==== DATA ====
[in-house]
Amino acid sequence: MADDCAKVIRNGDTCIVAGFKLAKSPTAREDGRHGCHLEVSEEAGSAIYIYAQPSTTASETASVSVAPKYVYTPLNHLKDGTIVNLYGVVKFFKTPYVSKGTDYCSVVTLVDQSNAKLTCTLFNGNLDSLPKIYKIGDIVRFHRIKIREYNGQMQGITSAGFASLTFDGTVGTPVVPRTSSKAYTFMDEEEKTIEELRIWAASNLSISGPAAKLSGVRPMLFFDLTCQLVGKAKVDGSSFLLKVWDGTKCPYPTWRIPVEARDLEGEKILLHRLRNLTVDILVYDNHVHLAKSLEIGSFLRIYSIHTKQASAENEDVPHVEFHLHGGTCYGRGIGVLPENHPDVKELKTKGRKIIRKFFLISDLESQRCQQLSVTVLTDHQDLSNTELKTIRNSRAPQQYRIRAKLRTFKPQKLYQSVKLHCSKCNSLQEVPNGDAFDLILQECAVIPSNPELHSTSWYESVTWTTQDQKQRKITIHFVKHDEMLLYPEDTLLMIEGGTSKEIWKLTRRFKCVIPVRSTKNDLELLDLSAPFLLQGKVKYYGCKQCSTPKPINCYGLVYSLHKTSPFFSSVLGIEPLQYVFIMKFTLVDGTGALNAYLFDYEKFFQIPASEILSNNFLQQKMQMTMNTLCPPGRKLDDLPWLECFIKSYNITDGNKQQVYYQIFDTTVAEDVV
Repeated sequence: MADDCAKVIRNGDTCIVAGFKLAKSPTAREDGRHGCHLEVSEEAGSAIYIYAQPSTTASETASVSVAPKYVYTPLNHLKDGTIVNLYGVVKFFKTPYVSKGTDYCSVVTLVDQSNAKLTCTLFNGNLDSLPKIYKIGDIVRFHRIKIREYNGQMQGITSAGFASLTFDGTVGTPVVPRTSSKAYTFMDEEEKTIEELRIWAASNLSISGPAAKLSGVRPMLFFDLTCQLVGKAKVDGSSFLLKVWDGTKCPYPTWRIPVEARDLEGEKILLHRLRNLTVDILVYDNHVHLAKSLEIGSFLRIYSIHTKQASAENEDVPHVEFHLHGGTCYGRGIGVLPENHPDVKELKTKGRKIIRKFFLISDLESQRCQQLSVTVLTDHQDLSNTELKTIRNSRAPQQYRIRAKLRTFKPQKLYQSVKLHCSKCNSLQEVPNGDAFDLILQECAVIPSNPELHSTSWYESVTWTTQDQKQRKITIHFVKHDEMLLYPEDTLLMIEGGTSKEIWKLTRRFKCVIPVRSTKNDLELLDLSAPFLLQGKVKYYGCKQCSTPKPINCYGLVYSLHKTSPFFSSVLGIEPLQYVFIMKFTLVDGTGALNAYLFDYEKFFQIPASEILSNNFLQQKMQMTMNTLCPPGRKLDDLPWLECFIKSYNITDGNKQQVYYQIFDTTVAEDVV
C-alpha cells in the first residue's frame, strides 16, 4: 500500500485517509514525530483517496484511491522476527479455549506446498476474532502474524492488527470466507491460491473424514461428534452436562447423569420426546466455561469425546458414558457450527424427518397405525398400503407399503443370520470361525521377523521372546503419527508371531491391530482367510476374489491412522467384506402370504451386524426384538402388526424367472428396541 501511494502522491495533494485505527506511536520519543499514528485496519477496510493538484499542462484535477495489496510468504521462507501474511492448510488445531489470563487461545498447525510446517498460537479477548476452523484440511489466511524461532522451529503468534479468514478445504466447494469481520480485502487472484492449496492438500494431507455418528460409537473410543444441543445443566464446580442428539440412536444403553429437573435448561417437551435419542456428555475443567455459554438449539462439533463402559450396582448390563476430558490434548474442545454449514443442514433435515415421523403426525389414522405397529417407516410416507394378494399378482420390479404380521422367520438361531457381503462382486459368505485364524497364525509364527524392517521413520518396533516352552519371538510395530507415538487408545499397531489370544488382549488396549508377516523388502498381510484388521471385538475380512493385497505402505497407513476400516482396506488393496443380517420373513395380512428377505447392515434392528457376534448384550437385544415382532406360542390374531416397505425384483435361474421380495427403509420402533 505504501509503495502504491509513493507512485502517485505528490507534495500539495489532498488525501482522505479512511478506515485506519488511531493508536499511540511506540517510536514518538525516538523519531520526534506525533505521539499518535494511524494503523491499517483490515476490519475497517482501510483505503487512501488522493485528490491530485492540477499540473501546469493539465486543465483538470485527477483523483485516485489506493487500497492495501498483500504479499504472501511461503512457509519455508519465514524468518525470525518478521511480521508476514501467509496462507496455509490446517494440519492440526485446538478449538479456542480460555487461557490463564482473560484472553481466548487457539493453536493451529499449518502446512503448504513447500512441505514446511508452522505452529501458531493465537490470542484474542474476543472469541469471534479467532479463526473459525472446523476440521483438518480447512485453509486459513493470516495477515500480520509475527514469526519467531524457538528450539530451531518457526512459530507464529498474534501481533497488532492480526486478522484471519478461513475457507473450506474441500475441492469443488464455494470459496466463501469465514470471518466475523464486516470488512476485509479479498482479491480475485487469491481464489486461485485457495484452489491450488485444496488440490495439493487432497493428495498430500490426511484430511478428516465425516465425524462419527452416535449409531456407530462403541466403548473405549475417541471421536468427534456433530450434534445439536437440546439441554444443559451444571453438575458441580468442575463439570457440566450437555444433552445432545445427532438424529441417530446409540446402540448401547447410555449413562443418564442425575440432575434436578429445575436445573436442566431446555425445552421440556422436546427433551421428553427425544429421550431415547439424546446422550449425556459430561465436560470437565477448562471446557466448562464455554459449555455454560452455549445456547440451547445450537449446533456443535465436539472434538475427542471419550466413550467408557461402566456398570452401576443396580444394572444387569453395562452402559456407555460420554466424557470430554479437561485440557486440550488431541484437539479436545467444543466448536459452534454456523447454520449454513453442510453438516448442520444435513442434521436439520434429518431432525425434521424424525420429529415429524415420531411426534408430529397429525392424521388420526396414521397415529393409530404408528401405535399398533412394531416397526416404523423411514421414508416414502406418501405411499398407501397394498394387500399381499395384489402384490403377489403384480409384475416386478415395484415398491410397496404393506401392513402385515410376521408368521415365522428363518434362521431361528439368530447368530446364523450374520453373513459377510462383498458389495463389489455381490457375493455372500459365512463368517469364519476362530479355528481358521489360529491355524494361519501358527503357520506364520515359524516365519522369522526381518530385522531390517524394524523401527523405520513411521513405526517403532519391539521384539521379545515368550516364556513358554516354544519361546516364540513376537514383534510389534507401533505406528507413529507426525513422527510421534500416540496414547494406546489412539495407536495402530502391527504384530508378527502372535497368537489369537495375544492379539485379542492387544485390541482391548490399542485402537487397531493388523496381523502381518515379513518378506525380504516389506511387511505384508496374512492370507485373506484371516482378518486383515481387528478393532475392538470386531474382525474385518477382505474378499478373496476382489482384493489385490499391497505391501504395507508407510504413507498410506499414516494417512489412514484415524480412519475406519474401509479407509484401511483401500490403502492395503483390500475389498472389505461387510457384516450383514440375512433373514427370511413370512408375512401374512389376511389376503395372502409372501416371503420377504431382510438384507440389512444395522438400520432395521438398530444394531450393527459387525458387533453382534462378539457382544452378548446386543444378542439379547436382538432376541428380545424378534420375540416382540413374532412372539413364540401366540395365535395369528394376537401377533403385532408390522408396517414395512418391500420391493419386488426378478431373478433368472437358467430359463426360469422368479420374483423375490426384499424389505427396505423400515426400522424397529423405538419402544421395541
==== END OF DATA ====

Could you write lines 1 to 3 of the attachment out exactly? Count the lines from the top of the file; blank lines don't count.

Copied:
[in-house]
Amino acid sequence: MADDCAKVIRNGDTCIVAGFKLAKSPTAREDGRHGCHLEVSEEAGSAIYIYAQPSTTASETASVSVAPKYVYTPLNHLKDGTIVNLYGVVKFFKTPYVSKGTDYCSVVTLVDQSNAKLTCTLFNGNLDSLPKIYKIGDIVRFHRIKIREYNGQMQGITSAGFASLTFDGTVGTPVVPRTSSKAYTFMDEEEKTIEELRIWAASNLSISGPAAKLSGVRPMLFFDLTCQLVGKAKVDGSSFLLKVWDGTKCPYPTWRIPVEARDLEGEKILLHRLRNLTVDILVYDNHVHLAKSLEIGSFLRIYSIHTKQASAENEDVPHVEFHLHGGTCYGRGIGVLPENHPDVKELKTKGRKIIRKFFLISDLESQRCQQLSVTVLTDHQDLSNTELKTIRNSRAPQQYRIRAKLRTFKPQKLYQSVKLHCSKCNSLQEVPNGDAFDLILQECAVIPSNPELHSTSWYESVTWTTQDQKQRKITIHFVKHDEMLLYPEDTLLMIEGGTSKEIWKLTRRFKCVIPVRSTKNDLELLDLSAPFLLQGKVKYYGCKQCSTPKPINCYGLVYSLHKTSPFFSSVLGIEPLQYVFIMKFTLVDGTGALNAYLFDYEKFFQIPASEILSNNFLQQKMQMTMNTLCPPGRKLDDLPWLECFIKSYNITDGNKQQVYYQIFDTTVAEDVV
Repeated sequence: MADDCAKVIRNGDTCIVAGFKLAKSPTAREDGRHGCHLEVSEEAGSAIYIYAQPSTTASETASVSVAPKYVYTPLNHLKDGTIVNLYGVVKFFKTPYVSKGTDYCSVVTLVDQSNAKLTCTLFNGNLDSLPKIYKIGDIVRFHRIKIREYNGQMQGITSAGFASLTFDGTVGTPVVPRTSSKAYTFMDEEEKTIEELRIWAASNLSISGPAAKLSGVRPMLFFDLTCQLVGKAKVDGSSFLLKVWDGTKCPYPTWRIPVEARDLEGEKILLHRLRNLTVDILVYDNHVHLAKSLEIGSFLRIYSIHTKQASAENEDVPHVEFHLHGGTCYGRGIGVLPENHPDVKELKTKGRKIIRKFFLISDLESQRCQQLSVTVLTDHQDLSNTELKTIRNSRAPQQYRIRAKLRTFKPQKLYQSVKLHCSKCNSLQEVPNGDAFDLILQECAVIPSNPELHSTSWYESVTWTTQDQKQRKITIHFVKHDEMLLYPEDTLLMIEGGTSKEIWKLTRRFKCVIPVRSTKNDLELLDLSAPFLLQGKVKYYGCKQCSTPKPINCYGLVYSLHKTSPFFSSVLGIEPLQYVFIMKFTLVDGTGALNAYLFDYEKFFQIPASEILSNNFLQQKMQMTMNTLCPPGRKLDDLPWLECFIKSYNITDGNKQQVYYQIFDTTVAEDVV